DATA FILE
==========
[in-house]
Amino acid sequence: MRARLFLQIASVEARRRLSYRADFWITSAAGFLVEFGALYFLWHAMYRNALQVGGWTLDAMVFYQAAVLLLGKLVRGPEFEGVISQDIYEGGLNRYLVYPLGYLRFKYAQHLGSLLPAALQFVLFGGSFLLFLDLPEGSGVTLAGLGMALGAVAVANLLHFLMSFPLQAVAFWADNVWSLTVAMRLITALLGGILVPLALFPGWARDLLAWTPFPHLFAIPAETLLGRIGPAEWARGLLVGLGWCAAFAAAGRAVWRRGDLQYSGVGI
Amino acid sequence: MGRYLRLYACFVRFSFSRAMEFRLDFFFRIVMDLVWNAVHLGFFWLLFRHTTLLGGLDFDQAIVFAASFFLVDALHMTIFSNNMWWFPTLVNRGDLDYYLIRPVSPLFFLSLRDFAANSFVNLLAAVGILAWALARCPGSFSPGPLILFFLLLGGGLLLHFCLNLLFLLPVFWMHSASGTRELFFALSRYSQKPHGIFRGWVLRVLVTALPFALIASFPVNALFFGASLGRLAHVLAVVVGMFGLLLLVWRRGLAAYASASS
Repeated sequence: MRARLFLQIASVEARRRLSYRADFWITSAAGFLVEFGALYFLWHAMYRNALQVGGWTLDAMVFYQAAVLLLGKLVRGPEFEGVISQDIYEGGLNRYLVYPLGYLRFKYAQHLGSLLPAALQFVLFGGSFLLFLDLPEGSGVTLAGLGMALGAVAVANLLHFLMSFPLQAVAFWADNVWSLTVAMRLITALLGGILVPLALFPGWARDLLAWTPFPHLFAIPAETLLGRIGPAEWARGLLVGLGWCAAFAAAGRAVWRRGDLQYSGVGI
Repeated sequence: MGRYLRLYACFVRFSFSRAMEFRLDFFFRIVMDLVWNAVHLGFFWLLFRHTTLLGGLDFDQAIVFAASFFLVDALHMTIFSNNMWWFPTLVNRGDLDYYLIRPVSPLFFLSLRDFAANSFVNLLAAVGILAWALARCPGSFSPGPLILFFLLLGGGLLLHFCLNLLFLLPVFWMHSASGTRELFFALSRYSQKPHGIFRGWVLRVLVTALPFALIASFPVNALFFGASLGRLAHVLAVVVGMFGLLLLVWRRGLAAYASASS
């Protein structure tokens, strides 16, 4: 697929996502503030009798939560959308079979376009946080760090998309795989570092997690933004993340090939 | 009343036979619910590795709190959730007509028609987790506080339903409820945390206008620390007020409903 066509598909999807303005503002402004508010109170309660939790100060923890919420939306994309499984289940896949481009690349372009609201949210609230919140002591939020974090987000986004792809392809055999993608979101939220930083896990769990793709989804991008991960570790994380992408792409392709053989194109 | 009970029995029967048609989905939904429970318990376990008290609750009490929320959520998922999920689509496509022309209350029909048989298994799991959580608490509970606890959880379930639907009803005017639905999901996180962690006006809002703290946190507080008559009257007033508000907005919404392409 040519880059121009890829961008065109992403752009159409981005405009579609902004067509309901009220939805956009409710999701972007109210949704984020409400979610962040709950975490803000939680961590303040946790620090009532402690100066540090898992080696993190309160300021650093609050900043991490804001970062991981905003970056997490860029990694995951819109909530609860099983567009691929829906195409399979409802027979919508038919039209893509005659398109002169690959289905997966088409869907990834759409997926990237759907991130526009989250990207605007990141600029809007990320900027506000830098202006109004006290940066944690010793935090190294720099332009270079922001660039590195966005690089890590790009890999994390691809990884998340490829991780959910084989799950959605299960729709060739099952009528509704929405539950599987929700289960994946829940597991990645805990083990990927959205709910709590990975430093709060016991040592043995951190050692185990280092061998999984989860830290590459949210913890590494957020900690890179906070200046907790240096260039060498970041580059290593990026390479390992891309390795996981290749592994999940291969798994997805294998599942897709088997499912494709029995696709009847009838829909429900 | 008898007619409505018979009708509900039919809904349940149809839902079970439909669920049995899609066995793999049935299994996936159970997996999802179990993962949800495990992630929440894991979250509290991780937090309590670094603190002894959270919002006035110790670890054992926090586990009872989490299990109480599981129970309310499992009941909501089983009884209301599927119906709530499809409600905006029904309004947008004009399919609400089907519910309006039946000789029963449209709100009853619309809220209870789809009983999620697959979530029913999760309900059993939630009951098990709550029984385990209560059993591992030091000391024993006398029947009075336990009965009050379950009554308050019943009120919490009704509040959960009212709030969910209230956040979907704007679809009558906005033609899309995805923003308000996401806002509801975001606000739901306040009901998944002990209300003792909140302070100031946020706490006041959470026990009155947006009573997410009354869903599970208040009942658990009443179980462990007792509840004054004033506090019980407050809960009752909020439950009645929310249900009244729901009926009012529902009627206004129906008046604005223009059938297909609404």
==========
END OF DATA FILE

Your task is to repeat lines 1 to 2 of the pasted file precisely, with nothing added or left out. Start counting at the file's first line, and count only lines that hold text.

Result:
[in-house]
Amino acid sequence: MRARLFLQIASVEARRRLSYRADFWITSAAGFLVEFGALYFLWHAMYRNALQVGGWTLDAMVFYQAAVLLLGKLVRGPEFEGVISQDIYEGGLNRYLVYPLGYLRFKYAQHLGSLLPAALQFVLFGGSFLLFLDLPEGSGVTLAGLGMALGAVAVANLLHFLMSFPLQAVAFWADNVWSLTVAMRLITALLGGILVPLALFPGWARDLLAWTPFPHLFAIPAETLLGRIGPAEWARGLLVGLGWCAAFAAAGRAVWRRGDLQYSGVGI